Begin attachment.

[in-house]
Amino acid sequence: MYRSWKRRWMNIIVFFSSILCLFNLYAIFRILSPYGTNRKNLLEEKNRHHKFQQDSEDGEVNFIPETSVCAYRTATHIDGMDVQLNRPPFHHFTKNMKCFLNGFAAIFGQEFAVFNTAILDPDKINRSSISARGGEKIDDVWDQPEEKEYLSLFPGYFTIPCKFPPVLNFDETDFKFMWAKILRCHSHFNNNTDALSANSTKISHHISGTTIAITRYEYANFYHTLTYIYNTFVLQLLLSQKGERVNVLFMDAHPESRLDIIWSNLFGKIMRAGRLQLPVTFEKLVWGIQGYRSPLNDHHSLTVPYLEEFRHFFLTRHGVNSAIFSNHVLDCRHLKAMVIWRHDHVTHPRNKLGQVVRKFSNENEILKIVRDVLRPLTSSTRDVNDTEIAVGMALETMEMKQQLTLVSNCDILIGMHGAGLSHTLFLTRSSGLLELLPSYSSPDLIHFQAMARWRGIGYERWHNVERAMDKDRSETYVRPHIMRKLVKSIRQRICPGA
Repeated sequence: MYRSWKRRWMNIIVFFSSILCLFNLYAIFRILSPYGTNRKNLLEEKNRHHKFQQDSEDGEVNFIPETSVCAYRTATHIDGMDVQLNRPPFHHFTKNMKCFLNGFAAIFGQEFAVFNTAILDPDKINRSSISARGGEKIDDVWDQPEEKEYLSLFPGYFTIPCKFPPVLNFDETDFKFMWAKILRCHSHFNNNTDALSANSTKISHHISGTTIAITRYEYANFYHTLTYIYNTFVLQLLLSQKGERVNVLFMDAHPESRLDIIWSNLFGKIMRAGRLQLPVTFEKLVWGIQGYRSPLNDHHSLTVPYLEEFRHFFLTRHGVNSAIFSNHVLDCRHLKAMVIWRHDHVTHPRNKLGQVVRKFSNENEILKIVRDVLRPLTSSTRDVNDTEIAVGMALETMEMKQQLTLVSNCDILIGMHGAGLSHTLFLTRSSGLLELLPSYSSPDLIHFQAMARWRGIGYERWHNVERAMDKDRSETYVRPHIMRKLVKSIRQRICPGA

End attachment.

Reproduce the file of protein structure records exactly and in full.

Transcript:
[in-house]
Amino acid sequence: MYRSWKRRWMNIIVFFSSILCLFNLYAIFRILSPYGTNRKNLLEEKNRHHKFQQDSEDGEVNFIPETSVCAYRTATHIDGMDVQLNRPPFHHFTKNMKCFLNGFAAIFGQEFAVFNTAILDPDKINRSSISARGGEKIDDVWDQPEEKEYLSLFPGYFTIPCKFPPVLNFDETDFKFMWAKILRCHSHFNNNTDALSANSTKISHHISGTTIAITRYEYANFYHTLTYIYNTFVLQLLLSQKGERVNVLFMDAHPESRLDIIWSNLFGKIMRAGRLQLPVTFEKLVWGIQGYRSPLNDHHSLTVPYLEEFRHFFLTRHGVNSAIFSNHVLDCRHLKAMVIWRHDHVTHPRNKLGQVVRKFSNENEILKIVRDVLRPLTSSTRDVNDTEIAVGMALETMEMKQQLTLVSNCDILIGMHGAGLSHTLFLTRSSGLLELLPSYSSPDLIHFQAMARWRGIGYERWHNVERAMDKDRSETYVRPHIMRKLVKSIRQRICPGA
Repeated sequence: MYRSWKRRWMNIIVFFSSILCLFNLYAIFRILSPYGTNRKNLLEEKNRHHKFQQDSEDGEVNFIPETSVCAYRTATHIDGMDVQLNRPPFHHFTKNMKCFLNGFAAIFGQEFAVFNTAILDPDKINRSSISARGGEKIDDVWDQPEEKEYLSLFPGYFTIPCKFPPVLNFDETDFKFMWAKILRCHSHFNNNTDALSANSTKISHHISGTTIAITRYEYANFYHTLTYIYNTFVLQLLLSQKGERVNVLFMDAHPESRLDIIWSNLFGKIMRAGRLQLPVTFEKLVWGIQGYRSPLNDHHSLTVPYLEEFRHFFLTRHGVNSAIFSNHVLDCRHLKAMVIWRHDHVTHPRNKLGQVVRKFSNENEILKIVRDVLRPLTSSTRDVNDTEIAVGMALETMEMKQQLTLVSNCDILIGMHGAGLSHTLFLTRSSGLLELLPSYSSPDLIHFQAMARWRGIGYERWHNVERAMDKDRSETYVRPHIMRKLVKSIRQRICPGA